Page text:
Welcome to Con-Am 27, a small mining colony on the surface of Io, Jupiter’s third moon. The conditions are harsh with only one-sixth of Earth’s gravity and no atmosphere. The work is hard but the miners are paid good money for their hardship. As is said in the movie… they work hard and they play hard. So when Marshall William T. O’Niel arrives for his one-year stint here, he’s basically told to take it easy and look the other way from time to time. This angers him because that’s not the way he does things.
He’s played by the iconic Sean Connery, an actor who needs no further introduction, I think. O’Niel is a man who’s getting a little tired of being moved from one shithole to another just because the system finds him a bit “difficult”. He’s a man of principles who just wants to do right. He’s also saddened by the fact that his wife and son have to endure this life. She’s actually had enough and finally leaves for home. This has apparently been under way for some time because they’ve hardly had time to settle in before she leaves. And by the way, this is no spoiler, since this happens within the first 15-20 minutes. She wants him to come with them, but even though the job is as it is, it’s still his job, so he has to stay.
Outland opens with us seeing the miners working and hearing them talk “shop” while working. It’s very believable and this is actually consistent throughout the whole movie, with the dialogue and the way it’s delivered being “real” and convincing. Anyway, all of a sudden one of the miners starts screaming about a spider getting into his environment suit and he rips it open, causing him to decompress messily. You only get a few glimpses of the guy, but the actor is John Ratzenberger. You know… Cliff Clavin from the TV-show Cheers?
Later on another one of the miners steps out of an airlock without a suit and one goes crazy and beats up a prostitute and threatens to kill her. These incidents are explained away as something that happens here once in a while. Something to do with the place itself and the conditions they have to endure. O’Niel doesn’t buy that and starts to investigate this further. He enlists the help of the colony’s resident physician Dr. Lazarus, played wonderfully by Frances Sternhagen (Misery, Raising Cain). She’s a great character and every time she’s onscreen you can’t help but smile.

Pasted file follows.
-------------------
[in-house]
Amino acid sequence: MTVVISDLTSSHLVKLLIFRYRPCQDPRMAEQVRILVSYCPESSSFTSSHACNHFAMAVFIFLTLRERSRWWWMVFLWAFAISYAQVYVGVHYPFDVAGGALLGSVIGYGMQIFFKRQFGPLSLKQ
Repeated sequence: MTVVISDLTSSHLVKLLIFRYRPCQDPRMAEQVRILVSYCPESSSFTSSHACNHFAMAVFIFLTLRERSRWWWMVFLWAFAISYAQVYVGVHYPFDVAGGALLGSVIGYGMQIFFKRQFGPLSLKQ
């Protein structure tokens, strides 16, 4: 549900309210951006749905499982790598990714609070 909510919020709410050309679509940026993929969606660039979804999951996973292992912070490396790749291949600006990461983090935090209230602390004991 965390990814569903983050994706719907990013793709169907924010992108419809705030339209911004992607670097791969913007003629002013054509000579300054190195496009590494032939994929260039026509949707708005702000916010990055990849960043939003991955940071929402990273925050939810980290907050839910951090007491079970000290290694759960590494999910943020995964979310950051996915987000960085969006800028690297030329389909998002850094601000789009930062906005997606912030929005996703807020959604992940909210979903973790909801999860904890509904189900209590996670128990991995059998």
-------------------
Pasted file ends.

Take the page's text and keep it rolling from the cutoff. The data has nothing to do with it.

What they find out is that the victims have all been using a drug that makes them “work like a horse” before ultimately driving them crazy. They also discover that a drug-smuggling “franchise” is lead by the station manager Mark Sheppard. He’s played by Peter Boyle. You’ll probably know him from the TV-show Everybody Loves Raymond, but also from Young Frankenstein or Taxi Driver for instance. Sheppard is quite happy with the way things are running and doesn’t want O’Niel meddling with his business. And since the drug is making the miners work harder, thus making more money for the company… Well, the company’s happy too!
So you see, O’Niel’s not making any friends here! Well, except for the good doctor. He can’t even trust his own men to help him. One of them, Sergeant Montone, is portrayed by James B. Sikking. He’s also been in Soul Man and Up the Creek but many of you will probably remember him mainly from Hill Street Blues where he played Lt. Howard Hunter.
The station manager has finally had enough and sends for help in the form of two hit-men, and now starts a wait à la High Noon, the classic western starring Gary Cooper, and O’Niel prepares for their arrival. This is where he discovers that he’ll get no help whatsoever from anyone. He’s on his own!
Sean Connery is great in this movie and conveys the different emotions O’Niel has fantastically well. He’s actually very subtle in his acting and it’s with tiny facial expressions and the look in his eyes that makes you understand this man. The hopelessness and loneliness he feels after his wife and son leaves and also the anger against the system and his devotion to set things straight.
The director and writer Peter Hyams (Capricorn One, The Presidio, Narrow Margin) has made a taut thriller that could easily have been set anywhere, but just happens to be set in space this time. The sets in Outland look fantastic, very industrial for lack of a better word. They’re cramped, gritty and worn and manage to be very believable. Just like the dialogue! And I kind of like the idea that they use ordinary shotguns in this, instead of more futuristic weaponry which would, in all fairness, have looked out of place.
The music is composed by Jerry Goldsmith and you know what? I’m not even going to mention what he’s worked on, because the list is too friggin’ long and impressive! Let’s just say that he made some pretty good scores in his life.
And on that musical note… Until next time my friends!